- Drill mode easily drills pilot holes or removes damaged screws
- The electric screwdriver is ideal for electricians, installers, assembly line workers, auto mechanics and general home maintenance & etc.
- For comfort and convenience in tight locations, this tool has a handle
- Light weight, short, low noise & long time to use, it's a great choice for you
- 15 torque settings
- No-load Speed: 550r/min
- Input Voltage: 230 V
- Output Voltage: 12V
- Size: 1-10mm / 0.04-0.4in(Collet)
- The electric screwdriver is ideal for electricians, installers, assembly line workers, auto mechanics and general home maintenance & etc
- With precision and convenience in tight locations, this torque screwdriver can reach the confined areas where is hard to reach
- The unique handle design of this power screwdriver is comfortable for you to use even if your are working all the time
- This electric screwdriver is characterized by the appropriate design which is compact enough to fit into a pocket
- Featured easily drilling pilot holes or removing damaged screws, this electric screwdriver is a must to speed up every day job
How Does an Electric Screwdriver Work:
- Along with the circular saw, the electric screwdriver has become one of the most common electrical tools found in the home builder's tool box. Over the years, several varieties of these popular items have become highly developed to better aid many different job requirements to a variety of trades. From the heavy-duty screw gun that the sheet rock installer uses to a lightweight battery-powered screwdriver that the electrician carries into nearly inaccessible places, the electric screwdriver or screw gun is here to stay
- Nearly all electric screwdrivers are fitted with a standard shutoff mechanism that controls the operation of the tool. When the trigger is not engaged, the tool remains idle, but once the trigger is squeezed or "turned on," the tool comes to life and performs its specified task. Once the trigger is released, the tool quickly ceases to function. This is the standard shutoff mechanism at work that is so basic to most all electrical tools
- Some of the simplest electric screwdrivers have a locking function, where the electric shaft of the tool with a simple turn of a switch can be locked into place, and the screwdriver can now be used as a hand tool. This duality can be very handy for an electrician or electronic technician who installs alarm systems or garage door openers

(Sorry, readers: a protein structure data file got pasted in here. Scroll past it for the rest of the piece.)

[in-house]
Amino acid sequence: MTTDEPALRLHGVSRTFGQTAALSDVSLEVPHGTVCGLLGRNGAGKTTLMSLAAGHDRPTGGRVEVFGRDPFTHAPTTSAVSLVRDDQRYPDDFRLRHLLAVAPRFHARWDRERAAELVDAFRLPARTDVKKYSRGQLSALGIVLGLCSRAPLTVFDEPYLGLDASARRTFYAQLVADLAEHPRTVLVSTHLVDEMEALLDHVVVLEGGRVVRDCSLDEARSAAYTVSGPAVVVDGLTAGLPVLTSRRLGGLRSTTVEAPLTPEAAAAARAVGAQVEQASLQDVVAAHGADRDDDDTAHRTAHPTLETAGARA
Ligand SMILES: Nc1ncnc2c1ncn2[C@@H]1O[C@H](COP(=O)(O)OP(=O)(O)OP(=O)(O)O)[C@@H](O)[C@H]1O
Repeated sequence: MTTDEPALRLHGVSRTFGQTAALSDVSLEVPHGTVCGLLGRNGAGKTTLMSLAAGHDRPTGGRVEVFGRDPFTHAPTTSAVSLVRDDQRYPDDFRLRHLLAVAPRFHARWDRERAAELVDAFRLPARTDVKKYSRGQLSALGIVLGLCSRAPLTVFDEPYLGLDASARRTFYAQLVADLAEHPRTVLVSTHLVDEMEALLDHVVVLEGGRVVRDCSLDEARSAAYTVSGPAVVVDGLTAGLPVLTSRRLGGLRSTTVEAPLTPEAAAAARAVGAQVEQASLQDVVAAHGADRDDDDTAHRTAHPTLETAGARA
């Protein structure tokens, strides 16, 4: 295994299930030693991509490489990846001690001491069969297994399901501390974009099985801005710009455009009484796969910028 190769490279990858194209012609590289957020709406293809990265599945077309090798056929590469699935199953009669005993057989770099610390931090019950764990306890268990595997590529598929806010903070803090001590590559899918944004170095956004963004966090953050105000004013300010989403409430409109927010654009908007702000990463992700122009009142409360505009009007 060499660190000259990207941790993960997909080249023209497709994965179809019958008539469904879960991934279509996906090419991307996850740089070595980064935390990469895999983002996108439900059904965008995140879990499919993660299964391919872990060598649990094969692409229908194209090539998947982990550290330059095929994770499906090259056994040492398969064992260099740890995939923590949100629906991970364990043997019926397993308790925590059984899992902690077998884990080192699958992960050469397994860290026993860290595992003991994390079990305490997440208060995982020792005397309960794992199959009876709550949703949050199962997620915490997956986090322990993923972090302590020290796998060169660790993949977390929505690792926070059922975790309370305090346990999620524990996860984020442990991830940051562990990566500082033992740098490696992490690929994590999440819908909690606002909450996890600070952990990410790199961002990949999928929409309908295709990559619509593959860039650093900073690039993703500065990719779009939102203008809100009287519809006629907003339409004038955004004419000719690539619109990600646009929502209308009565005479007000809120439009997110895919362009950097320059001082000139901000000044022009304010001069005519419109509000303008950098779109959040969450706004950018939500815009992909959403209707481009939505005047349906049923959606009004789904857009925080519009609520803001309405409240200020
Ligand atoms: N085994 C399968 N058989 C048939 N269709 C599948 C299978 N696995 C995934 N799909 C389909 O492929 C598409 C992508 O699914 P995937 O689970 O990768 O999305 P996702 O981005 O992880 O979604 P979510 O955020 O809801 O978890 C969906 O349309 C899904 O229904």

- Electric screwdrivers vary quite a bit in their complexity. At the low end of the spectrum is the low torque controlled screwdriver and the slip clutch screwdriver. These are the tools that greatly resemble a flashlight. On the other side of the coin is the right-angle screwdriver and pistol grip screw gun. These tools can draw a lot of amperage and were originally designed to run off of standard 110-volt wall current. However, today many of these "guns" run off battery packs that get recharged every night. The advent of battery packs is a relatively recent development that allow workers to roam "cordless" around a construction site
- The more advanced electric screwdrivers have several technical developments that aid in the difficult task of driving screws into solid wood that necessitate a little further discussion. The complex physical requirements of such a task have necessitated
- The development of a highly-evolved modern tool with some very new and innovative features
- The first and simplest new trait is the advent of a variable speed control. Actually, variable speed is not so new, but still its development is very important in aiding the worker to begin operation of his tool at a very slow speed and then with a simple squeeze of the trigger progress to a higher rate of operation. The variable speed function is derived solely from the development of better electronic components such as resistors and capacitors